(11 January 1903, Prague – 5 May 1974, Prague)
Eminent literary scholar, the first professor of American literature at Charles University
From 1921, Vančura studied Czech, Romance, and English philology at Charles University. After obtaining a doctorate in philosophy, he continued his studies in the USA (Columbia University, Harvard University). In the 1930s, he taught English at a business academy in Prague and also at the Prague Business College, where he submitted his habilitation in 1937. From 1945, he worked at the Department of English Studies at the Faculty of Arts, Charles University, from 1946 as professor and throughout the 1950s he served as head of the department. During this period, he also served twice as the dean of the faculty. From 1953, he was the chief editor of the journal Časopis pro moderní filologii (The Journal for Modern Philology) and later he edited the journal Philologica Pragensia.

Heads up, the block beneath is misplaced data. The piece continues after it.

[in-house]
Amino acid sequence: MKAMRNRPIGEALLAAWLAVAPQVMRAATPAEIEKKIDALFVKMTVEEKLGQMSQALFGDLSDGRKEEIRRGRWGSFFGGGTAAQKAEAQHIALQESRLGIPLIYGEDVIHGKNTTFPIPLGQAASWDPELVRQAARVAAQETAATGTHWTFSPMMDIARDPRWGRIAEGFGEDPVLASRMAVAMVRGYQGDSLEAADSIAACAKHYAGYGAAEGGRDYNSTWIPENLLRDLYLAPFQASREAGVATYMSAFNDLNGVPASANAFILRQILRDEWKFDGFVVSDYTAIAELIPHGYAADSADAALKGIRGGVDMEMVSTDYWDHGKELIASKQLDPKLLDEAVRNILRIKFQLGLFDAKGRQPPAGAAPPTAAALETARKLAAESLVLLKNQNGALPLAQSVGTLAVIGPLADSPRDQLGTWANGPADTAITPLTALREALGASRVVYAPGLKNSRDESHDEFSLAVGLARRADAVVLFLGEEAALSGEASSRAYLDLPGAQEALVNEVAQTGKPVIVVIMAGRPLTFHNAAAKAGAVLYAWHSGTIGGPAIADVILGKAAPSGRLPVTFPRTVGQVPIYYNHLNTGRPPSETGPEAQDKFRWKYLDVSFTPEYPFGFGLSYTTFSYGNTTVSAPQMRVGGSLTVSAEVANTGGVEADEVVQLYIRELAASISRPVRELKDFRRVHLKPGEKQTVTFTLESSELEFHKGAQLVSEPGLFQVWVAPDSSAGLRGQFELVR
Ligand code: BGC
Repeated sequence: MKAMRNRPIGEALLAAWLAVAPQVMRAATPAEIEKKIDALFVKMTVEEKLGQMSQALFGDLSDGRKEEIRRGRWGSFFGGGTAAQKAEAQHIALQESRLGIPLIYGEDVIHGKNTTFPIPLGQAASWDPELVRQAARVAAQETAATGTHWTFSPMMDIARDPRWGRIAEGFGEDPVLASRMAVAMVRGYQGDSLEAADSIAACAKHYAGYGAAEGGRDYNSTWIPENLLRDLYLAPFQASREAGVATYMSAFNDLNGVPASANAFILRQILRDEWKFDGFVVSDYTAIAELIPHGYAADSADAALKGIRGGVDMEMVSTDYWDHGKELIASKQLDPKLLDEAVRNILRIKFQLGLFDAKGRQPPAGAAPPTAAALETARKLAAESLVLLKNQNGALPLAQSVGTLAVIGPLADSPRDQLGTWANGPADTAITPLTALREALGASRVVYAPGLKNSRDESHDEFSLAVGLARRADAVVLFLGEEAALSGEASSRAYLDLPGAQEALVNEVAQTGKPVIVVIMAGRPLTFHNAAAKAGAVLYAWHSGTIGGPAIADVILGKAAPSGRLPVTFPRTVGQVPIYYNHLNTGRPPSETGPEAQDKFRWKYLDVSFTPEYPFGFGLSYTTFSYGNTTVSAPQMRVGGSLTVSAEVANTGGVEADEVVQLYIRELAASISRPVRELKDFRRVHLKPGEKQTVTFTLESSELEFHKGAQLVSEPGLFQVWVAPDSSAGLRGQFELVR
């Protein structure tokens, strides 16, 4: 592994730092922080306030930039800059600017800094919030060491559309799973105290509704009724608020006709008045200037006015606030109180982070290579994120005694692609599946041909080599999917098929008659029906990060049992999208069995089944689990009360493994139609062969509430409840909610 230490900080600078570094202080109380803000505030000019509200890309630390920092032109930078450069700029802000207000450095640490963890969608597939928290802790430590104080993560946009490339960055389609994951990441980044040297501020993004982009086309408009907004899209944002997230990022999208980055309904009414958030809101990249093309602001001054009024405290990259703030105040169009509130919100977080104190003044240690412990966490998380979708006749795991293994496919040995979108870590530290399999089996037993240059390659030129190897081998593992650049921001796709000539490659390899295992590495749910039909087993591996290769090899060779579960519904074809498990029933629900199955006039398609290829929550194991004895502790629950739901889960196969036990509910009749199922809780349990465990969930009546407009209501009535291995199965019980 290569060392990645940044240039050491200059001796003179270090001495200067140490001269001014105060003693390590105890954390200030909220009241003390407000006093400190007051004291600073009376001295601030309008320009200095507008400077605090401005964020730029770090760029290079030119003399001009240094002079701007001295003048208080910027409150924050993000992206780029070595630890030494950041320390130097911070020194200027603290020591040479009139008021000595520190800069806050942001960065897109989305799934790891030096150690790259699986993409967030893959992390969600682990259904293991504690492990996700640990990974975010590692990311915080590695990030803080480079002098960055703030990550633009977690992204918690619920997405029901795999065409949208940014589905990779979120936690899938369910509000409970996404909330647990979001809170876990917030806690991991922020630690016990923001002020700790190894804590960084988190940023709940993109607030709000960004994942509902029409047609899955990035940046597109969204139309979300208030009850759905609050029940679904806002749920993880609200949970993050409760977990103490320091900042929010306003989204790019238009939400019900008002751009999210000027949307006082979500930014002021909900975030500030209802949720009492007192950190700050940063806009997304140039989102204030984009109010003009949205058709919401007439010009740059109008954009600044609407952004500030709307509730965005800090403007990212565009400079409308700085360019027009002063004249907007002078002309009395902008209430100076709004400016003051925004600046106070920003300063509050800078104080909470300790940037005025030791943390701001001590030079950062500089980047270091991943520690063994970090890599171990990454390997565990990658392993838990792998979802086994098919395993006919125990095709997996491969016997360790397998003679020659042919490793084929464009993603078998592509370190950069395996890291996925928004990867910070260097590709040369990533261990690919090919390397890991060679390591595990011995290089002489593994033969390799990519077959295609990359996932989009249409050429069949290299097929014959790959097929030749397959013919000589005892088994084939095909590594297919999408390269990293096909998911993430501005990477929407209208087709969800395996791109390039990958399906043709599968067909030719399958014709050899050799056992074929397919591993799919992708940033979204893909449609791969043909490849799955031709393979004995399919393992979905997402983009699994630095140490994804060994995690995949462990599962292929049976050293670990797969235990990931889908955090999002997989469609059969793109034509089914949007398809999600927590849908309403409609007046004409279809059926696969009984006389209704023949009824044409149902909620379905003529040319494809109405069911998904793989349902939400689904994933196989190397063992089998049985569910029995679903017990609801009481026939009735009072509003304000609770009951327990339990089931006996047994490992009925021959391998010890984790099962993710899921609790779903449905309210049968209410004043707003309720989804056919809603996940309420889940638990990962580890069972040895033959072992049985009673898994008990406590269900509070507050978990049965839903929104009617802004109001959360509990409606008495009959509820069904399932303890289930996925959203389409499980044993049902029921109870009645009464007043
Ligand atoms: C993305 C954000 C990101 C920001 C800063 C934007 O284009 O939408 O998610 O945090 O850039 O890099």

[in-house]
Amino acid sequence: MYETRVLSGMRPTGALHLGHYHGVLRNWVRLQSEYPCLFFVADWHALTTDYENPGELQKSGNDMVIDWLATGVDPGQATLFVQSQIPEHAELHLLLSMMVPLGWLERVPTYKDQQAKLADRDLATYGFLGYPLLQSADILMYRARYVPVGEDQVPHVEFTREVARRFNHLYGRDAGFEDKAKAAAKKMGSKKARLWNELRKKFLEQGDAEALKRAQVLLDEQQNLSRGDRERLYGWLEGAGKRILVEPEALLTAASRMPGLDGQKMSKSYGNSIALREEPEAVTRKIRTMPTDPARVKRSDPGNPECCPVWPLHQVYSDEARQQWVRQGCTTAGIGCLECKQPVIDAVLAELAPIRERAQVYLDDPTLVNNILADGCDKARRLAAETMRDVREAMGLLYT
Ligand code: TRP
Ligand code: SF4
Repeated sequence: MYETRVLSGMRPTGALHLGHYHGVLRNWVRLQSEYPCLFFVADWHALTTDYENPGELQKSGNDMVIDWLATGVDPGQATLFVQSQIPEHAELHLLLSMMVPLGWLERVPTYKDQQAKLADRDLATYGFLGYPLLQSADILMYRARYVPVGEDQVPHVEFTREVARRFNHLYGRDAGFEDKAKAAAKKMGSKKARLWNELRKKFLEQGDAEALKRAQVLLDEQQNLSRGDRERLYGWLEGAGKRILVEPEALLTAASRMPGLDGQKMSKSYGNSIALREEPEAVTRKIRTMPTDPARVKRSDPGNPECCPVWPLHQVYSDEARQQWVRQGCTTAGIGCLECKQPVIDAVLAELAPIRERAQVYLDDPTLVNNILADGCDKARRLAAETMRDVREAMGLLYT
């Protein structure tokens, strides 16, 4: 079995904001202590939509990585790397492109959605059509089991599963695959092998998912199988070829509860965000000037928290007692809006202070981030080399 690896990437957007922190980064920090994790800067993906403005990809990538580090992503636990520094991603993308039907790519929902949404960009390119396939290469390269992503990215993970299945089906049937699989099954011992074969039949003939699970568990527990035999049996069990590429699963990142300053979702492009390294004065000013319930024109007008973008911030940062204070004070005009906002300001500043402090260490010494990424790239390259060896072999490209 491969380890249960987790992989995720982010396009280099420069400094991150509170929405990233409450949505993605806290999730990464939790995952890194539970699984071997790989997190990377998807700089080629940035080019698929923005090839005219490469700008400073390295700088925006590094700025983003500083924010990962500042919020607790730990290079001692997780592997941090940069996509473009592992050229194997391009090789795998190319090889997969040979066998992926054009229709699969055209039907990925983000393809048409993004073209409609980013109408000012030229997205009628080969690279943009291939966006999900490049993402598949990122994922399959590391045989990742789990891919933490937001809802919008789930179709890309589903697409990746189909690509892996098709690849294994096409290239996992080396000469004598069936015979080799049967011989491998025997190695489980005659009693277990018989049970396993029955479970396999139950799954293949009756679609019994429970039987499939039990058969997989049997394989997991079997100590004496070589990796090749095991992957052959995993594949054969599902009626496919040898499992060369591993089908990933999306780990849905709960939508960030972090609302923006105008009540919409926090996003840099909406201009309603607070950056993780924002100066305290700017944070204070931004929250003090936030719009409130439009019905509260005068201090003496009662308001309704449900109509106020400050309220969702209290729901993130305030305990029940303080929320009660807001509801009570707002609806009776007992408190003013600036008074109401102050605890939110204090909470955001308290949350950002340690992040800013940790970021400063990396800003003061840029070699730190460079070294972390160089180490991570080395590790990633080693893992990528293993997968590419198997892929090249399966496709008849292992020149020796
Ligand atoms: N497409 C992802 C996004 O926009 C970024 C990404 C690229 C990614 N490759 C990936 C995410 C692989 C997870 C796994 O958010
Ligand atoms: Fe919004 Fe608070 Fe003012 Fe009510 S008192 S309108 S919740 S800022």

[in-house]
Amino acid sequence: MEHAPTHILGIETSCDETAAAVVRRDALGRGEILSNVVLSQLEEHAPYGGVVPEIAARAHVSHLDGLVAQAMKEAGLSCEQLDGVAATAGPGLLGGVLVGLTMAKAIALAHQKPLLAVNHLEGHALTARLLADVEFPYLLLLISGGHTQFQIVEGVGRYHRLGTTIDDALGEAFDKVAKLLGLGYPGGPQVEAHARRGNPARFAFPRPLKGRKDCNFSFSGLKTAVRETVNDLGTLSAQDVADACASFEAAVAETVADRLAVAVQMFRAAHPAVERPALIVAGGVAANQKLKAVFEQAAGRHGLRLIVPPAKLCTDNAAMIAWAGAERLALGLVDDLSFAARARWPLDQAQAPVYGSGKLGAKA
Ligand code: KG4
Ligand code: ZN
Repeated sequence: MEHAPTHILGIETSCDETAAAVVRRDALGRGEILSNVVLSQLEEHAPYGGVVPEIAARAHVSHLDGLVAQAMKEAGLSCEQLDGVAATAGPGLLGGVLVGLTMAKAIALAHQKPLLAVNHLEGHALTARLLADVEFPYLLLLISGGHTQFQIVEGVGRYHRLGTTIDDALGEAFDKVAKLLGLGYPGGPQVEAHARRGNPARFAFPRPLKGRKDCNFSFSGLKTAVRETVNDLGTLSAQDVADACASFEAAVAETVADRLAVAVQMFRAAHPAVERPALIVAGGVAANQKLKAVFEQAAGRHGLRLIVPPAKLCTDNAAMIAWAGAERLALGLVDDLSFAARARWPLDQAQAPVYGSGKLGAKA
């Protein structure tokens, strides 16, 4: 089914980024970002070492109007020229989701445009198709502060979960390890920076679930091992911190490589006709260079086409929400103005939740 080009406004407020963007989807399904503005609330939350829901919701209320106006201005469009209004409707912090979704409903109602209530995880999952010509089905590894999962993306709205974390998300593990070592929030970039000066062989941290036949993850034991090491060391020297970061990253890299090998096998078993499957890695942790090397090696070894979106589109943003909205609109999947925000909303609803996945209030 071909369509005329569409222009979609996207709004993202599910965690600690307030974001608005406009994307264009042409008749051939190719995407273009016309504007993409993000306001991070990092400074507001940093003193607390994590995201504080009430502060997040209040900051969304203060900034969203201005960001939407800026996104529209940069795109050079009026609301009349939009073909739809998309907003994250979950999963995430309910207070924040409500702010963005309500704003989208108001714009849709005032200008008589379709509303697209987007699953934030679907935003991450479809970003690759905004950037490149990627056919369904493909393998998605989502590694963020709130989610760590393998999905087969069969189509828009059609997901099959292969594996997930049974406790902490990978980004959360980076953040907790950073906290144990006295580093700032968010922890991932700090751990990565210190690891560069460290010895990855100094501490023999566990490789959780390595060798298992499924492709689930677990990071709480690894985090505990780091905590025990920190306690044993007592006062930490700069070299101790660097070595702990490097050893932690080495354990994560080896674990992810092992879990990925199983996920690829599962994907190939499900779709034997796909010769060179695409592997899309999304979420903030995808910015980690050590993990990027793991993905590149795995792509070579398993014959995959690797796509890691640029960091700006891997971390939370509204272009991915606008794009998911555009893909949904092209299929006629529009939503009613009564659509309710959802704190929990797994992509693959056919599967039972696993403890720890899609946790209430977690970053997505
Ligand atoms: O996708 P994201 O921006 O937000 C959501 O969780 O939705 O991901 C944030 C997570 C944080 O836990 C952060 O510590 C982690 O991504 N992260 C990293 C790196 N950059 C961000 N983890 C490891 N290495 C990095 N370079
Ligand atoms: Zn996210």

As a representative of Marxist literary studies, he focused especially on the historical and ideological context of literature. His interest in G. B. Shaw and the philosophy of his plays resulted in the monograph Umění G. B. Shawa (The Art of G. B. Shaw, 1958). His most important contribution to the history of American culture is the monograph Otcové poutníci a počátky americké literatury (The Pilgrim Fathers and the Beginnings of American Literature, 1965). His last project was a dictionary of U.S. literature (published several years after his death, in 1979), for which he compiled most of the entries.